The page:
Whether or not you decide to undertake alternative medicine in the treatment of MS it is always necessary to keep your current health provider informed of your progress and treatments provided so that they may be at a position to help you in case of complications.
It’s also vital for you to stick to any medication or therapy that has been prescribed to you by a heath care provider because they are conventionally approved and pose little risk and could help. In the event that that they interact negatively with the alternative meds that you take, be sure to seek guidance from your health care provider.
It could also be reasonable to journal the whole experience of using alternative meds to cure MS because if they truly work, then you’d be at a position to save another soul. In the event that they are fatal or lethal, then there are chance that the doctor can easily discern what you have undergone and try to help you swiftly.
Otherwise the person needs to question a few factors before enrolling in an alternative medicine or practice plan. They include:
- What practices of therapies does the treatment involve?
- What are the cost?
- Who are providing the treatment?
- How is it supposed to work?
- What’s the effectiveness rate? How many patients with similar condition have been healed successfully with little or no complications?
- What are the risks involved?
What is Multiple Sclerosis (MS)
Multiple Sclerosis (MS) is a disease which affects young adults mostly between the age of 20-40. The disease affects the Central Nervous System (CNS) of the victim’s body and it’s characterized by the immune system attacking the myelin which covers the nerve cells of the spinal cord.
This results to demyelination, inflammation and neurodegeneration of the CNS because myelin damage results to a disrupt of the communication between the brain and the rest of the body. At times the disease may affect the optic nerve leading to poor vision of the patient.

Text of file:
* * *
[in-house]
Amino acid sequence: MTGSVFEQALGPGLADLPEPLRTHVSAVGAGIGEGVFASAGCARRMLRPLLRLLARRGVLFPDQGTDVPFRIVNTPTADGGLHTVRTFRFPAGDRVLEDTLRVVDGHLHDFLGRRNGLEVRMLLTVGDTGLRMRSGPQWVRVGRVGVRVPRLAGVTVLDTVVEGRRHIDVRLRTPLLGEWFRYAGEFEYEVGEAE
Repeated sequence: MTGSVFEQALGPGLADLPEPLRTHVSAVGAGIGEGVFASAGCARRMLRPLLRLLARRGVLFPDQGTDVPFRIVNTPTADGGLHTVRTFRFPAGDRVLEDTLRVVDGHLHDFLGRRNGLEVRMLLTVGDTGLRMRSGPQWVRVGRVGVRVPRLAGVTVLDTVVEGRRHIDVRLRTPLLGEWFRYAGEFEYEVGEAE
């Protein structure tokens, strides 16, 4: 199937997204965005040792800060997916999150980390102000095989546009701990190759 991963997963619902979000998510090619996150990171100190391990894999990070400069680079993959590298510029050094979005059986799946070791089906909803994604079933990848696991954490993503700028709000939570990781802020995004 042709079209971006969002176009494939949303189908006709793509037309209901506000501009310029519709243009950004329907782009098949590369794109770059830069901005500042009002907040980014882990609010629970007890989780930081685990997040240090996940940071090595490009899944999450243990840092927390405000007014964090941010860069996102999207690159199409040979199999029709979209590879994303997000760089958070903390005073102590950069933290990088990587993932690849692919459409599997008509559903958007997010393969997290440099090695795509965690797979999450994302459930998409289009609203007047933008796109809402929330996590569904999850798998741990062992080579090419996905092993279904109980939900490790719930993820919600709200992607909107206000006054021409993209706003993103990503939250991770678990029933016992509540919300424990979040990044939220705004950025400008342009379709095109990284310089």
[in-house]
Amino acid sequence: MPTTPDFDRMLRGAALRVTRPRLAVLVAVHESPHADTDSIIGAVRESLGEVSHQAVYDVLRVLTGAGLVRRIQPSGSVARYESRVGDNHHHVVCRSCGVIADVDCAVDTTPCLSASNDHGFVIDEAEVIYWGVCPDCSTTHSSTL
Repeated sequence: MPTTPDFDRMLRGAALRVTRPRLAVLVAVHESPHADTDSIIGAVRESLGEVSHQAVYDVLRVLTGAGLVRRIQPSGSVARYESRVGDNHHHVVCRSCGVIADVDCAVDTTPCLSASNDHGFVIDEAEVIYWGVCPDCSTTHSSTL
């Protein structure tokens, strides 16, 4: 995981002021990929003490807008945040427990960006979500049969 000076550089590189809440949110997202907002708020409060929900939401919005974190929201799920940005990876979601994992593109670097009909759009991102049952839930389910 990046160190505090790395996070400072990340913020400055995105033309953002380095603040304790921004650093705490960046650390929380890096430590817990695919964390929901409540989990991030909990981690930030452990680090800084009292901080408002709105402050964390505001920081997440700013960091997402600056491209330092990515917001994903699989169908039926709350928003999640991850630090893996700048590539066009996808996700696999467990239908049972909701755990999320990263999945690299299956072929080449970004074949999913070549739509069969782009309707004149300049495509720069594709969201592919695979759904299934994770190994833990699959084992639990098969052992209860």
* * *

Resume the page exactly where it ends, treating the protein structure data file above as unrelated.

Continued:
The lack of communication may lead to paralysis of the person such that the patient may even fail to walk. However the most notable symptoms as a result of the failed process of the brain sending signals to the body include:
- Muscle weakness and in some cases muscle spasms.
- Difficult in walking.
- Body fatigue and weakness.
- Numbness of muscles and joints.
- Poor or blurred vision.
- Poor bowel and bladder control.
- Poor sexual habits.
- Inflammation and pain
- Lack of memory
- Loss of balance
- Minimized coordination and mobility of hands.
- Stress and depression.
It should be noted that the symptoms of MS may vary from one individual to the other because of the location and severity of the attack. At times the attack could last for a week, several weeks or even months. The attacks are usually followed by periods of remission or no symptoms but that doesn’t determine the severity of the attack.
There are no clear causes of MS although it is believed that the disease is caused by an auto attack of the body’s immune system. The immune cells attacks the CNS and causes an inflammation which leads to damages the sheath of the nerve called ‘myelin‘ which covers the nerve cells. The attack usually is more prevalent to women than it is to men.
There are beliefs that the condition is genetic and runs down family genes, though there are other beliefs that it can be triggered by environmental factors and also the presence of certain diseases.
Recently, there was a study which suggested that the modern vaccine for Hepatitis B was also be a cause of MS.
Treatment and Cure
Currently, there is no clinical cure of MS using conventional medicine. However, early detection may enable the patient to be subjected to some treatments which can help slow down the development of the disease.
The treatments help to stabilize the body from earlier symptoms and help a patient to maintain normal body functions. For instance a patient may be subjected to steroids to decrease the severity of the disease as well as medicine to help control bladder problems, muscle spasms and fatigue.
Alternative medicine has also been greatly adopted to the treatment of MS and some practices which have proven effective includes:
- A scheduled healthy exercise/workout program during initial stages of detection.
- A healthy lifestyle and diet which includes sufficient rests.
- Counseling and group support to help one accept and deal with the condition.
- Use of body-support devices such as wheelchairs, bed lifts etc.
- Use of body supplements especially one’s rich in vitamin D.
- Avoidance of strenuous activities, stress and high temperatures.